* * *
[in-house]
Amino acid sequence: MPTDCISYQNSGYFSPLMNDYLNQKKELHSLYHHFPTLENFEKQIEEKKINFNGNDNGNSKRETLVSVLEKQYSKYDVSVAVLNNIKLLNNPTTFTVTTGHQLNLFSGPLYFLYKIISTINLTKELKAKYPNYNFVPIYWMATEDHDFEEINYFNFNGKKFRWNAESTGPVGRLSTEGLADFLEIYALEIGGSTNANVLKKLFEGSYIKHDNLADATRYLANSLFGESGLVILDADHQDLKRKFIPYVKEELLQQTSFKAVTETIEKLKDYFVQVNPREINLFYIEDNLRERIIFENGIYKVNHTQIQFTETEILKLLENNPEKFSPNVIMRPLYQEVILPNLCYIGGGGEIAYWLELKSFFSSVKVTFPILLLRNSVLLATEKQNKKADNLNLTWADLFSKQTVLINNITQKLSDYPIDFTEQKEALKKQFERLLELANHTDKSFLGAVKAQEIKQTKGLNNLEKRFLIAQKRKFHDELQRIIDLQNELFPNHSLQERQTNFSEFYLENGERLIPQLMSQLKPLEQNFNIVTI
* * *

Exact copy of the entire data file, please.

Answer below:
[in-house]
Amino acid sequence: MPTDCISYQNSGYFSPLMNDYLNQKKELHSLYHHFPTLENFEKQIEEKKINFNGNDNGNSKRETLVSVLEKQYSKYDVSVAVLNNIKLLNNPTTFTVTTGHQLNLFSGPLYFLYKIISTINLTKELKAKYPNYNFVPIYWMATEDHDFEEINYFNFNGKKFRWNAESTGPVGRLSTEGLADFLEIYALEIGGSTNANVLKKLFEGSYIKHDNLADATRYLANSLFGESGLVILDADHQDLKRKFIPYVKEELLQQTSFKAVTETIEKLKDYFVQVNPREINLFYIEDNLRERIIFENGIYKVNHTQIQFTETEILKLLENNPEKFSPNVIMRPLYQEVILPNLCYIGGGGEIAYWLELKSFFSSVKVTFPILLLRNSVLLATEKQNKKADNLNLTWADLFSKQTVLINNITQKLSDYPIDFTEQKEALKKQFERLLELANHTDKSFLGAVKAQEIKQTKGLNNLEKRFLIAQKRKFHDELQRIIDLQNELFPNHSLQERQTNFSEFYLENGERLIPQLMSQLKPLEQNFNIVTI